“An accurately priced vehicle is always the key to connecting buyers and sellers,” Carable founder Patrick Juthberg said. “Carable is truly unique in the auto industry, and our success depends on resources such as Black Book for an efficient and transparent online marketplace.”

Jared Kalfus, senior vice president of sales and marketing at Black Book, added, “Millions of consumers today are accustomed to buying and selling goods online, therefore a marketplace such as Carable is a natural fit for people looking to buy and sell vehicles.

“We’re pleased we can contribute to such a unique marketplace with the most accurate values in the industry, thus ensuring a fair transaction for both sides and offering Carable a chance to realize repeat business as more people utilize the service,” Kalfus went on to say.



Car and truck values soften at similar rates during Thanksgiving week

LAWRENCEVILLE, Ga. - 

Be it a car or truck, Black Book saw both general vehicle segments depreciating at almost the same rate as auctions and dealers celebrated Thanksgiving.

According to this week’s Black Book Market Insights report, editors determined sporty cars and compact vans saw the most depreciation out of both segments, dropping by 0.82 percent and 1.31 percent, respectively.

“Normal seasonal depreciation continues for sporty cars. Commercial compact vans are depreciating faster than the full-size vans,” said Anil Goyal, Black Book’s senior vice president of automotive valuation and analytics.

Looking at volume-weighted data, Black Book indicated overall car segment values decreased by 0.48 percent last week, lower than the average weekly decrease of 0.54 percent in values recorded during the previous four weeks.

Volume-weighted truck segment information showed that values for pickups, SUVs and vans softened by 0.49 percent last week. That figure is higher than the average weekly decrease of 0.36 percent in values editors posted during the previous four weeks.

Likely not because of any drowsiness triggered by that Thanksgiving turkey, Black Book’s representative in the lanes uncovered reasons why dealers aren’t moving as much used metal as they would like, which is impacting the lanes at auction.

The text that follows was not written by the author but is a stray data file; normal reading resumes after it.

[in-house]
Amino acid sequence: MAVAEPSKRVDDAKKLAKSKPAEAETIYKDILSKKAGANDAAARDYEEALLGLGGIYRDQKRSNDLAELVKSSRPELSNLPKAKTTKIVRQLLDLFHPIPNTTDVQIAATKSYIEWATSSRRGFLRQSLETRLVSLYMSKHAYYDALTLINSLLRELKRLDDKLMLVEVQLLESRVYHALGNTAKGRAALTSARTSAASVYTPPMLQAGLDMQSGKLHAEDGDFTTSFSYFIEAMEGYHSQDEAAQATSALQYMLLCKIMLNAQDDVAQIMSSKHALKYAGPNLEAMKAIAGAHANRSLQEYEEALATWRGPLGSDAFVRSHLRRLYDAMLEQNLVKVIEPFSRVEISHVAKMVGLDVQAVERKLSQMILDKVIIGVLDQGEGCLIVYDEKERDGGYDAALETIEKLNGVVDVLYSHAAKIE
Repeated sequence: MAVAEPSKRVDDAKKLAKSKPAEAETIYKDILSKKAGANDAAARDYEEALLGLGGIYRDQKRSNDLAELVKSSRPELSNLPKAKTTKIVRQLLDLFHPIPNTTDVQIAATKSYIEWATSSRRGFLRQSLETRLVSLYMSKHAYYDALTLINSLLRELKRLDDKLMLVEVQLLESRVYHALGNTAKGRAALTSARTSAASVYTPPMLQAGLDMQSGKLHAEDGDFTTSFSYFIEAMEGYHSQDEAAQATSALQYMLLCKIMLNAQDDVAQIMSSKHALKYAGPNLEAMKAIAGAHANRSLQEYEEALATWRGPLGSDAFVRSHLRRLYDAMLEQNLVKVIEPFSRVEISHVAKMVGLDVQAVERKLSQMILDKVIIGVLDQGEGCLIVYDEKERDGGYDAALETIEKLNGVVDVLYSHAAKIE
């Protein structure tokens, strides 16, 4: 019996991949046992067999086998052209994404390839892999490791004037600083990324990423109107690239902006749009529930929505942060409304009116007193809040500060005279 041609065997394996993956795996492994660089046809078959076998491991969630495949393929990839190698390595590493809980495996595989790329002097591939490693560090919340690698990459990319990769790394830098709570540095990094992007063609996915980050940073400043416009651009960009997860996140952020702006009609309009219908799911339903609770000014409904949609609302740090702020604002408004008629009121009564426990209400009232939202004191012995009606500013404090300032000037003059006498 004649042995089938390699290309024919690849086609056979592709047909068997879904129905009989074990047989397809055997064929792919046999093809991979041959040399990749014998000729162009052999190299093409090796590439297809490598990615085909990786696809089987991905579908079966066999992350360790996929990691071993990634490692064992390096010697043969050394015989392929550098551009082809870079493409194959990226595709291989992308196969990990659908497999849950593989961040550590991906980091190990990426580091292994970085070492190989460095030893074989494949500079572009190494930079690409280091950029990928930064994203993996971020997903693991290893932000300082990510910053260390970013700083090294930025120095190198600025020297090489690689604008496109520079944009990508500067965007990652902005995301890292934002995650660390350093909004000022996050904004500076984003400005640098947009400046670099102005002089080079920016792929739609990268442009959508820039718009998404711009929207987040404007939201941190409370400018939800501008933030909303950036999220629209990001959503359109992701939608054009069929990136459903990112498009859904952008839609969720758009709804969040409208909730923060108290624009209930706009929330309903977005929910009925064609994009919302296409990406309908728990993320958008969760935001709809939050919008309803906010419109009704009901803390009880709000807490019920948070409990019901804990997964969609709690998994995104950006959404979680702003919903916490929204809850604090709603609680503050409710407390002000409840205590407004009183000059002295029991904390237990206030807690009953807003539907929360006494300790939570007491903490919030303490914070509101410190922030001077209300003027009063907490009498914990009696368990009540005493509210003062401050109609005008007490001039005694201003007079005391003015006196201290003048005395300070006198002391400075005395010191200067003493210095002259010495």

The first instance of this trend surfaced in Tennessee where Black Book’s representative shared, “Retail is slow on both new and used in our area, causing our wholesale market to sputter after a pretty good fall run.”

In Pennsylvania, a similar story unfolded as the lane watcher relayed, “The number of vehicles sold was noticeably lower today. Dealers commented that we should expect this through the end of the year.”

And in the Northwest, Black Book’s auction visitor mentioned a specific reason why dealers are hesitant to load up on used inventory.

“A used car manager from a new-car store stated that Incentives are really starting to put a strain on his late-model used market,” the lane watcher stationed in Washington said.

Down the West Coast, the seasonal trends of the wholesale market surfaced.

“A national remarketer commented that the end of October seemed to signal that we are pushing toward the seasonal normalcy in the market after a really good late summer/early fall run,” a Black Book resprenstative in California reported.

Up in Michigan, where signs of winter are clear, a lane watcher said, “Four-wheel-drive trucks are still selling well. This is a typical market trend here during late fall when hunting season kicks in and snow and ice lurks.”



RVI Group pinpoints October wholesale price increases

STAMFORD, Conn. - 

No matter which way the analysts at RVI Group looked at October wholesale prices, they noticed increases versus September’s readings as well as from year-ago figures.

The RVI Used Vehicle Price Index (Real) increased from September to October by 2.0 percent. When compared to October of last year, prices rose by 1.1 percent.

The firm’s Used Vehicle Price Index (Nominal) climbed by 2.1 percent in October versus September. That index also increased by 3.0 percent year-over-year.

Analysts pointed out that used-vehicle prices also are up on a year-over-year basis for more than half of vehicle segments, with full-size pickups leading the way at 3.9 percent.

Also making notable upward year-over-year movements in October were full-size vans (up 3.2 percent), sports cars (up 2.3 percent) and midsize SUVs (up 1.7 percent)

Conversely, small pickups paced the declines in October as prices for these units softened by 3.5 percent. Only one other segment sustained a year-over-year decline greater than 1 percent in October; subcompacts at 1.1 percent.